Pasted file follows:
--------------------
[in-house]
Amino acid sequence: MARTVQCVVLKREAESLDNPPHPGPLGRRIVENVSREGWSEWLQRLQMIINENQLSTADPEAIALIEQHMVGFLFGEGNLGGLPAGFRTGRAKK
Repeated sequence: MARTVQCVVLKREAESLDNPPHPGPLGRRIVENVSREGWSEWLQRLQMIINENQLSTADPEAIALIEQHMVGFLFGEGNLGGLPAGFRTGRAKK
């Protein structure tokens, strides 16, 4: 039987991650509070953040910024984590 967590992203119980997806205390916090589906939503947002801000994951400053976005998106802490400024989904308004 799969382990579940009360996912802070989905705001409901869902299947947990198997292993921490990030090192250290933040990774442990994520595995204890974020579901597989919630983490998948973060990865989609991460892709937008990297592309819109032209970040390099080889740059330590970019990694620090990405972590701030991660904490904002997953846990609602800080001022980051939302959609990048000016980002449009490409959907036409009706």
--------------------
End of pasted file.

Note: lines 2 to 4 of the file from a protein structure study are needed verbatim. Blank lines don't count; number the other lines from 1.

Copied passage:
Amino acid sequence: MARTVQCVVLKREAESLDNPPHPGPLGRRIVENVSREGWSEWLQRLQMIINENQLSTADPEAIALIEQHMVGFLFGEGNLGGLPAGFRTGRAKK
Repeated sequence: MARTVQCVVLKREAESLDNPPHPGPLGRRIVENVSREGWSEWLQRLQMIINENQLSTADPEAIALIEQHMVGFLFGEGNLGGLPAGFRTGRAKK
């Protein structure tokens, strides 16, 4: 039987991650509070953040910024984590 967590992203119980997806205390916090589906939503947002801000994951400053976005998106802490400024989904308004 799969382990579940009360996912802070989905705001409901869902299947947990198997292993921490990030090192250290933040990774442990994520595995204890974020579901597989919630983490998948973060990865989609991460892709937008990297592309819109032209970040390099080889740059330590970019990694620090990405972590701030991660904490904002997953846990609602800080001022980051939302959609990048000016980002449009490409959907036409009706």